Meanwhile, the nature of the internet means that stories about your company can spread like, well, viruses—regardless of whether those stories are true. For example, consider McDonald’s, which recently found itself the victim of a viral rumor that its burgers were made using worms. (They’re not.)

The most immediate thing you can do to protect your reputation online is to engage on social media. Follow what people are saying about you, so you can proactively manage challenges like fake news about your company or your ads appearing where they shouldn’t. You can use tools to make it easy. Or, if you have the budget, you can employ an online reputation management (ORM) firm to take care of it for you.

4. Add value with content marketing. Developing an ongoing relationship with customers is a great way to build trust—and brand loyalty. Content marketing is one of the best ways available for engaging customers. The key is to deliver real, specific value to customers—when they most need it, in a voice that speaks to them. This can mean educating and entertaining a broad audience with ads; delivering thought leadership to decision-makers via white papers, blog posts, and articles; or overcoming obstacles to sales via case studies. And make sure to use customer personas and creative briefs to create the most-effective content marketing possible.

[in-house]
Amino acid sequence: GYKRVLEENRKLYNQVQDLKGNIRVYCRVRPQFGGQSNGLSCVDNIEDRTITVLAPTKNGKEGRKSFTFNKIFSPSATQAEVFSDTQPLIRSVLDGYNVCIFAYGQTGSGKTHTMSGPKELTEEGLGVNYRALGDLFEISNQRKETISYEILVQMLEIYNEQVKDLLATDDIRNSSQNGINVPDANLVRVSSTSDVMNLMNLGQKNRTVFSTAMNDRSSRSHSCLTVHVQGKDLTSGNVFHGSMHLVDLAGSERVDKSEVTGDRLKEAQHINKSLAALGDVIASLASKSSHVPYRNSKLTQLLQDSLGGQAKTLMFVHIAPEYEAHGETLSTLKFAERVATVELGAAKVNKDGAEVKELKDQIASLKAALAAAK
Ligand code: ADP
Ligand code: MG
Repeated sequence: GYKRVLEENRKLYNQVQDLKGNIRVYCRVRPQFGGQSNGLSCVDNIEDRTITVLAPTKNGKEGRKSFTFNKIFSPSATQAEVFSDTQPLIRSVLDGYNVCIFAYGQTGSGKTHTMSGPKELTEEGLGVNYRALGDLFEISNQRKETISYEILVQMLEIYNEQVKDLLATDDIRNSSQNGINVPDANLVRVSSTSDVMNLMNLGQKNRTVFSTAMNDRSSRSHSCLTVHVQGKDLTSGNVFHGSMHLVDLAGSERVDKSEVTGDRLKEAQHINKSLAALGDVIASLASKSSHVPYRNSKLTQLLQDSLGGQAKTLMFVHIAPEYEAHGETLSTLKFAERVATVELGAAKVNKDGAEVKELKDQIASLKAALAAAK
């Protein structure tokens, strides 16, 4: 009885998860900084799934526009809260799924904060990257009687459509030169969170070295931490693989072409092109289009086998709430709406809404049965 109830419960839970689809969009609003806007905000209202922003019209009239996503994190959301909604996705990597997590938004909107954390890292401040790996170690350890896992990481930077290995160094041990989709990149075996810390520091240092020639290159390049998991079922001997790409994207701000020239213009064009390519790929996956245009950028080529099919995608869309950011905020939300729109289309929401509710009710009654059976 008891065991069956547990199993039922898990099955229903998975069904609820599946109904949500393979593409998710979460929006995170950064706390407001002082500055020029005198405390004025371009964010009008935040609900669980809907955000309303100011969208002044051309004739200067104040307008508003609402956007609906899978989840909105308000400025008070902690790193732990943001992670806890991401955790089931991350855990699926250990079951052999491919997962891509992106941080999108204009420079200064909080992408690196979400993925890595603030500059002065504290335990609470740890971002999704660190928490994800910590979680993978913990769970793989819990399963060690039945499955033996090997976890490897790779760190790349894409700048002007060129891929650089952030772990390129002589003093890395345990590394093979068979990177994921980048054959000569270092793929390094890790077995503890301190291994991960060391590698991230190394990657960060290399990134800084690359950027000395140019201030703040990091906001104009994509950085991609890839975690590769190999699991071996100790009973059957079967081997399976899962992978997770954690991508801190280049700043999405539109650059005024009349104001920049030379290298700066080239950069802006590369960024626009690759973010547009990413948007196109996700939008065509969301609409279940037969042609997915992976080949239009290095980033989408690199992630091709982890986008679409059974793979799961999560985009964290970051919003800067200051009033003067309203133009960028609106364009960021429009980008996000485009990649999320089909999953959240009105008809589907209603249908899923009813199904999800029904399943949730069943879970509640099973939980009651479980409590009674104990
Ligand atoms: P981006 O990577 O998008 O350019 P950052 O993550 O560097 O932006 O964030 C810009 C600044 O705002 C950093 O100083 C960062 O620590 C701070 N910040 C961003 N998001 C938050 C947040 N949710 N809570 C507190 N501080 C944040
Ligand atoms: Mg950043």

In an environment like ours, where the concept of truth is under assault, the way to stand out among customers is not to embrace post-truth. Rather, it’s to show them that your brand is and will remain a beacon of truth.

Tags

, , , , , ,

Posted In

Beyond the Style Guide, How to Write a Great…

Related posts

FacebookTwitterLinkedInGoogle+Email
RSS

Don’t Fear the Editor: An Expert Support Team in One Professional

Tuesday, May 30th, 2017 by Lisa S.

You’re a marketing expert, not a writer. In any case, whatever your job title, odds are good that you don’t exactly look forward to handing your writing over to an editor. Maybe it’s the memory of a particular red-pen-wielding third-grade teacher, or a particularly embarrassing typo in an important presentation. Or maybe you’re just a […]

Tags

,

Posted In

Beyond the Style Guide, Uncategorized

Related posts

FacebookTwitterLinkedInGoogle+Email
RSS